In a 6-3 decision the U.S. Supreme Court this week revived Peggy Young’s pregnancy accommodation claims against UPS. The high court’s decision clarifies how the federal Pregnancy Discrimination Act (PDA) is to be applied to pregnant employees who work for employers that accommodate employees with nonpregnancy-related disabilities.
The PDA is a 1978 addition to Title VII of the Civil Rights Act of 1964. The law has two main parts. First, it says that Title VII’s prohibition against sex discrimination applies to discrimination “because of or on the basis of pregnancy, childbirth, or related medical conditions.” Second, it says that employers must treat “women affected by pregnancy . . . the same for all employment-related purposes . . . as other persons not so affected but similar in their ability or inability to work.”
At issue in Young’s case was the fact that after she became pregnant, her doctor imposed a 20 pound lifting restriction. UPS had a 70 pound lifting requirement for drivers like Young, so they told her she could not work while under that restriction. Young, however, presented evidence that UPS accommodated other workers who suffered on-the-job injuries, had ADA-qualifying disabilities, or had lost their Department of Transportation certifications. Thus, Young claimed that UPS violated the PDA by accommodating the other workers but not those who were pregnant.
The District Court and the Fourth Circuit Court of Appeals both rejected Young’s claims, but the Supreme Court disagreed with the lower courts and revived her case. In so doing, the court established the following framework for proving that a woman was subjected to unlawful disparate treatment under the pregnancy accommodation requirements of the PDA.
First, the woman must present evidence that: (a) she belongs to the protected class; (b) she sought accommodation; (c) the employer did not accommodate her; and (d) the employer accommodated others “similar in their ability or inability to work.” If the employee proves that much, the employer may then try to justify its failure to accommodate by presenting evidence of “legitimate, nondiscriminatory” reasons for denying accommodation. If the employer does so, the employee may then try to rebut that evidence with evidence that the employer’s reason was a pretext (that is, a facade or cover-up of the real discriminatory reason).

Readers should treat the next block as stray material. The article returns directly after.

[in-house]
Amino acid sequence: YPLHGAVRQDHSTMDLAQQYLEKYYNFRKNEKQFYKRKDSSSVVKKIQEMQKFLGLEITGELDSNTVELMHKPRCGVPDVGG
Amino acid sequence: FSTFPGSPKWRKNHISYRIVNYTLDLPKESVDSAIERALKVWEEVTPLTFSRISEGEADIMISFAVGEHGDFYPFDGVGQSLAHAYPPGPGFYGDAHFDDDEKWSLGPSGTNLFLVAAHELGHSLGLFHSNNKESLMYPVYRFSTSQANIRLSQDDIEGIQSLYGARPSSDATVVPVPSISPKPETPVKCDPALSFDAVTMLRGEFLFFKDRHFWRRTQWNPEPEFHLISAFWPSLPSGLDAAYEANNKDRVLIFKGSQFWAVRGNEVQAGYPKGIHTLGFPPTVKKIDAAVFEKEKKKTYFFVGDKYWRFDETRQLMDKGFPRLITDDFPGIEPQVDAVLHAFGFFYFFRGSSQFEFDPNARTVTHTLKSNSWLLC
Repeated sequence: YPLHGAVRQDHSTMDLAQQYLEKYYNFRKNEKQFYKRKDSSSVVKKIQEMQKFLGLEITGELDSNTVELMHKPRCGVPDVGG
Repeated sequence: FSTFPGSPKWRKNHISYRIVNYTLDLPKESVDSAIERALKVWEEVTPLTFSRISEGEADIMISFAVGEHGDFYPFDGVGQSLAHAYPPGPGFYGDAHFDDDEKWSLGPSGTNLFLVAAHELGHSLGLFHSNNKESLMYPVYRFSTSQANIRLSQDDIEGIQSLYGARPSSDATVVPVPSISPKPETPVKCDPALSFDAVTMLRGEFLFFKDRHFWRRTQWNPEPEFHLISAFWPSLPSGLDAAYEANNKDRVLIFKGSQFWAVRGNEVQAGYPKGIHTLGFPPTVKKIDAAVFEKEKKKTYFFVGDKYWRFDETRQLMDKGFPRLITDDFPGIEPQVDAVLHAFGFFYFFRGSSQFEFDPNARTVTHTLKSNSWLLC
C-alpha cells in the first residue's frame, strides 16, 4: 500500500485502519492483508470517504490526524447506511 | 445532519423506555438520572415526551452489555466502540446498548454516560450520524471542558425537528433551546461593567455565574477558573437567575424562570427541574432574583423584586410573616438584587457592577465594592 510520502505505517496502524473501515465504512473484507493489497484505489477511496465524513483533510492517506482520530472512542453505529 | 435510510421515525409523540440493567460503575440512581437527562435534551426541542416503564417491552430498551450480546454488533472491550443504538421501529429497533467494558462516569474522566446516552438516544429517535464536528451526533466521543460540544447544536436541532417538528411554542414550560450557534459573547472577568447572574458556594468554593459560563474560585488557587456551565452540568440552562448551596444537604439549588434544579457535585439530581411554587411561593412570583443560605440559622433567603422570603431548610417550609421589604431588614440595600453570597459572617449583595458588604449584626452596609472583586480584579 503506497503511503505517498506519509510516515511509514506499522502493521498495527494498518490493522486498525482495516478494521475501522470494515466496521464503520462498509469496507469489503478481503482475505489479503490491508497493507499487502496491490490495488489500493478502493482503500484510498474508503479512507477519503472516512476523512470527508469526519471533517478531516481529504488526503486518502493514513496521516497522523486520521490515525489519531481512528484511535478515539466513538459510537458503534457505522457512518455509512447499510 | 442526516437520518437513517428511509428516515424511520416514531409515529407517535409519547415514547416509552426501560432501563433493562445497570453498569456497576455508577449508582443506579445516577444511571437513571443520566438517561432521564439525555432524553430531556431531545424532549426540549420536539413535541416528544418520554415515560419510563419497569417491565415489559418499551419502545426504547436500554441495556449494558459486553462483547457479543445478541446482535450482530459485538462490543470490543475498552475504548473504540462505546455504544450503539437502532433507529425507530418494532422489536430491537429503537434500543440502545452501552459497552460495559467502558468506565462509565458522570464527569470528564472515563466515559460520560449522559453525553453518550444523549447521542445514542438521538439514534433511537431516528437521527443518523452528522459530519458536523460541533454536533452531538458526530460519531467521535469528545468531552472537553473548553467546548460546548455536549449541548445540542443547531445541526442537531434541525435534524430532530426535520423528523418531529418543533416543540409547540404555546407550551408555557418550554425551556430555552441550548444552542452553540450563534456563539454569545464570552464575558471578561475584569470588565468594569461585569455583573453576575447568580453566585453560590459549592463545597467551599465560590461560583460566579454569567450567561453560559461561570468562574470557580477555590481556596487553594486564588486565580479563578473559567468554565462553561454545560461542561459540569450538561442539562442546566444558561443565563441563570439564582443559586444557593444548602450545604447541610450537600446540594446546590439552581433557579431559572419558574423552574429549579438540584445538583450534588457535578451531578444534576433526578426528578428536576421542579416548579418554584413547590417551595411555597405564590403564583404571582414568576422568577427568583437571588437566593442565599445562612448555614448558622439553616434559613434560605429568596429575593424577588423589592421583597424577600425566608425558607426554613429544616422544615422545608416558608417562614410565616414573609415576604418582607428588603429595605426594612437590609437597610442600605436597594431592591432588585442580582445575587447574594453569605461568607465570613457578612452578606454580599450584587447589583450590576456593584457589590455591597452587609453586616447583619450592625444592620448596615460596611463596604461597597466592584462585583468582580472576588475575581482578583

The case clarifies that pregnancy accommodation claims can be brought under the PDA, and it establishes what must be proved in order to win such cases. Therefore, it is important for employers and employees to understand their respective rights and obligations under this law. In particular they need to recognize that employers must accommodate pregnant employees if they accommodate nonpregnant employees who are “similar in their ability or inability to work.”
Finally, here’s a reminder for Minnesota employers and employees. The state’s Women’s Economic Security Act (WESA), which was passed in 2014, includes its own pregnancy accommodation requirements. This law only applies to Minnesota employers with 21 or more employees. The PDA, however, applies to employers with 15 or more employees. Consequently, smaller employers (15-20 employees) will only have to comply with the PDA, but larger ones will need to comply with both laws.
For more information, please contact Swenson Lervick’s MSBA-Certified Labor and Employment Law Specialist, Tom Jacobson.
The comments posted in this blog are for general informational purposes only. They are not to be considered as legal advice, and they do not establish an attorney-client relationship. For legal advice regarding your specific situation, please consult your attorney.
Copyright 2015 Swenson Lervick Syverson Trosvig Jacobson Schultz, PA